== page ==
Sunday morning runway

If you don’t know much about theology
& don’t know much about fashion
a Lagos Sunday morning will school you:

There’s gele and agbada, buba and fila
it’s not about matching, it’s – coordination –
sometimes with the congregation
other times with your partner,
make sure the ushers
and other preying eyes know, this is mine,
don’t lay hands lest I dash your ear like Peter.

Sometimes the Pastor will coordinate his mike
with his tie and if he’s really bringing fire, his leather shoes
and if the Holyghost is to come, the handkerchief must be tight,
close to the breast, a subtle nod to the top
tucked beneath the three piece.

Oh! The choir on thanksgiving Sunday
is all you need to know about the ministry
the delivery of worship is woven with the fabric
even the drummer is suited up, perspiring with zeal.

No miniskirts, no cleavage, no bum bum
no satin in the Sanctuary
don’t drive the men to hell, abeg
the only seduction is for the Kingdom.

Sabbath in Lagos, is not a day of rest,
it’s commotion, it’s shoe shine on saturday night
ironing at first light, perfume,
& for the kids at boarding school,
it’s ghetus on your trousers, starched white shirts,
marching to church with the warden and not letting a grain of dust
touch your garments.

Sunday morning in Lagos is the only runway
that brings heaven to earth.


Home for Christmas

it’s “climate-change-is-real” weather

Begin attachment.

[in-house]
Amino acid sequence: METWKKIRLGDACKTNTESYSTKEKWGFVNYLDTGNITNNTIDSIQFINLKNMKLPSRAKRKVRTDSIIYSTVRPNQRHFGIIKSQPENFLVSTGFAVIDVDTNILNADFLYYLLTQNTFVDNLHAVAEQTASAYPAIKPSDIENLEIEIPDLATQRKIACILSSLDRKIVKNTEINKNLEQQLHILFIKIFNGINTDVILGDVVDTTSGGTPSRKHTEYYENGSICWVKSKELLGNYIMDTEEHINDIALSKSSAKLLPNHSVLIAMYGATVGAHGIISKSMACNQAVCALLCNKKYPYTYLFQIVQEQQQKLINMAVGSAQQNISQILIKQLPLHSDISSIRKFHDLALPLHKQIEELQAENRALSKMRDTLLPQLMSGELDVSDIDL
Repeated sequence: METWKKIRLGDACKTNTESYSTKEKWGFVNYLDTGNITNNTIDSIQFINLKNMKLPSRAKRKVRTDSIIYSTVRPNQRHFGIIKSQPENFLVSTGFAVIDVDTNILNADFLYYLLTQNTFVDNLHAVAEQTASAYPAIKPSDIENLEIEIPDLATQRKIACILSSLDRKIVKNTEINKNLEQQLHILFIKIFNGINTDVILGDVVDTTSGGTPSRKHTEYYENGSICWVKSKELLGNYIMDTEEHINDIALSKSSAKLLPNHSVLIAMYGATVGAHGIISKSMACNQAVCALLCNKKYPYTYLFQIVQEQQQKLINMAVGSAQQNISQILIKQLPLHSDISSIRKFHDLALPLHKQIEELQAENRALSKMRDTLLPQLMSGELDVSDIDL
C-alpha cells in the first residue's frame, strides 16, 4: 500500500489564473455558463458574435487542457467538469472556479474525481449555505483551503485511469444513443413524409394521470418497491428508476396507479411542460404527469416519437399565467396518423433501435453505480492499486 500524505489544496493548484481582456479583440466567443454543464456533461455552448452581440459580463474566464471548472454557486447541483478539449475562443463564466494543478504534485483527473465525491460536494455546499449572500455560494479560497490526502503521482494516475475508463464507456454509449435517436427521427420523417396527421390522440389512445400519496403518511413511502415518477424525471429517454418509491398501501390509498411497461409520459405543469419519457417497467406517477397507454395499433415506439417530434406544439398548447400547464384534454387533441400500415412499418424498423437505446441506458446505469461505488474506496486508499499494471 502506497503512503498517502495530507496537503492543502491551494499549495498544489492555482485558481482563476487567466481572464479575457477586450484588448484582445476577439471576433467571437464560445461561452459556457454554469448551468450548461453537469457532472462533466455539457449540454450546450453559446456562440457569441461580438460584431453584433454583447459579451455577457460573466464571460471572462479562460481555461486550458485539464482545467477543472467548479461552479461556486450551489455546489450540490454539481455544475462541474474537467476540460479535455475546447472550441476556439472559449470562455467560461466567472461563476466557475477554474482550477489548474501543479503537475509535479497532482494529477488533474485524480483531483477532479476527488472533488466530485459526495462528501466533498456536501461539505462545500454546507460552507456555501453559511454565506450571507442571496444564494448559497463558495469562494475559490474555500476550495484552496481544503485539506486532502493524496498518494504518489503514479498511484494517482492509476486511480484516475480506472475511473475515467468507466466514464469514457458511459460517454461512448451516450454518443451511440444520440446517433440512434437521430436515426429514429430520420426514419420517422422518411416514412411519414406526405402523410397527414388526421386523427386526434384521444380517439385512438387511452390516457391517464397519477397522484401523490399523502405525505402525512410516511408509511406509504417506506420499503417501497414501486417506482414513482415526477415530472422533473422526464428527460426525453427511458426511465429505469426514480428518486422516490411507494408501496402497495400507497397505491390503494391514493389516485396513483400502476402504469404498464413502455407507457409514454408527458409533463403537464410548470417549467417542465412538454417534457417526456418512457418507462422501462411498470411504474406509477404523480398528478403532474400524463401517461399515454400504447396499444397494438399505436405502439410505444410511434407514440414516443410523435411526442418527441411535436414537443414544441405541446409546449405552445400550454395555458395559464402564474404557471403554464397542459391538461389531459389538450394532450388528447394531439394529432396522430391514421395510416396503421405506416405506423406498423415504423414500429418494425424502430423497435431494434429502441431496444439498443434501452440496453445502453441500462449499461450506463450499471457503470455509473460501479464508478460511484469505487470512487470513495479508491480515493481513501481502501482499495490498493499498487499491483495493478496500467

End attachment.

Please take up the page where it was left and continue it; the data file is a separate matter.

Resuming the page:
a toasty 15 degrees on the 25th
an ambitious “barbeque christmas” mum says in glee
as she pulls shades from the glovebox.

two hands on the wheel
she leans and smiles
“you know i prefer British weather to back home.
variety. i like variety.”

then she laughs
“you know, i can’t even tie my gele
the way i used to. it’s funny
how you forget these things”

i smile back, squinting ahead.
the smell of pepper soup drifting forward from the back seat

Home, whether sleet or heat,
Home is where the soul feeds.


Uncle Rotimi reminded me on his lebara connection
“Don’t marry those oyinbo girls over there oh,
this is your home, this is where you belong.”

The bus conductor in Nairobi mistaking me for a Kikuyu
demanded, “eh, are you a white man
why can’t you speak your mother’s tongue?”

Sometimes, like a true Yoruba tribesman
I play with my h’s like
‘ospital and hoffice.

I still dobale before my elders,
an ancestral reflex.

Though I understand, my tongue is not loosed to speak
that’s why aunty Tolu teases me with “omo London“.

Yet, roadside suya, gala, pure water, garri and groundnut,
NEPA, noise, catapult, marbles, malaria, dust,
dance, anointing oil, all-night vigil, morning pledge, super eagles,
condensed milk, gizzard, pepper soup, Robb, Dettol baths
and endless summers – these are the ingredients of my childhood.

My harmattan birthday now comes wrapped in winter.
You know, I didn’t even flinch last snowfall,
now, I use SPF 50 when I visit the motherland.

When I’m asked,
“So, which are you – British or Nigerian?”
I say, “Both”.